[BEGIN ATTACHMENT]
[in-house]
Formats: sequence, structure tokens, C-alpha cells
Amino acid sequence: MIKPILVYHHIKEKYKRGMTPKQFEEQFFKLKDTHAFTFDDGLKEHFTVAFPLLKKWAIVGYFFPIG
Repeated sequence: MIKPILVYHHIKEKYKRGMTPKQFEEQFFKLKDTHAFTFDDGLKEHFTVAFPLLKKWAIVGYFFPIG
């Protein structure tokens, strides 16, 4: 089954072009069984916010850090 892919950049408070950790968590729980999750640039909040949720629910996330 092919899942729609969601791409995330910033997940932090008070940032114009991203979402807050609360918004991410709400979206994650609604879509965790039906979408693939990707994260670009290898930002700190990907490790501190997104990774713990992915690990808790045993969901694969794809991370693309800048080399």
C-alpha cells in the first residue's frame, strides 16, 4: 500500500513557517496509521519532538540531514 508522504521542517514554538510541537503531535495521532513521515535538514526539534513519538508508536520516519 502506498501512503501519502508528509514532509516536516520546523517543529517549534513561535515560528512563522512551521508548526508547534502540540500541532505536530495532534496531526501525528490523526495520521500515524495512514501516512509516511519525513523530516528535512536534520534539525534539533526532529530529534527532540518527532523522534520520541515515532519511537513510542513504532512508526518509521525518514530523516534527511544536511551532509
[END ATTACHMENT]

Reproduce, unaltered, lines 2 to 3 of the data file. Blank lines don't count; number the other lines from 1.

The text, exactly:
Formats: sequence, structure tokens, C-alpha cells
Amino acid sequence: MIKPILVYHHIKEKYKRGMTPKQFEEQFFKLKDTHAFTFDDGLKEHFTVAFPLLKKWAIVGYFFPIG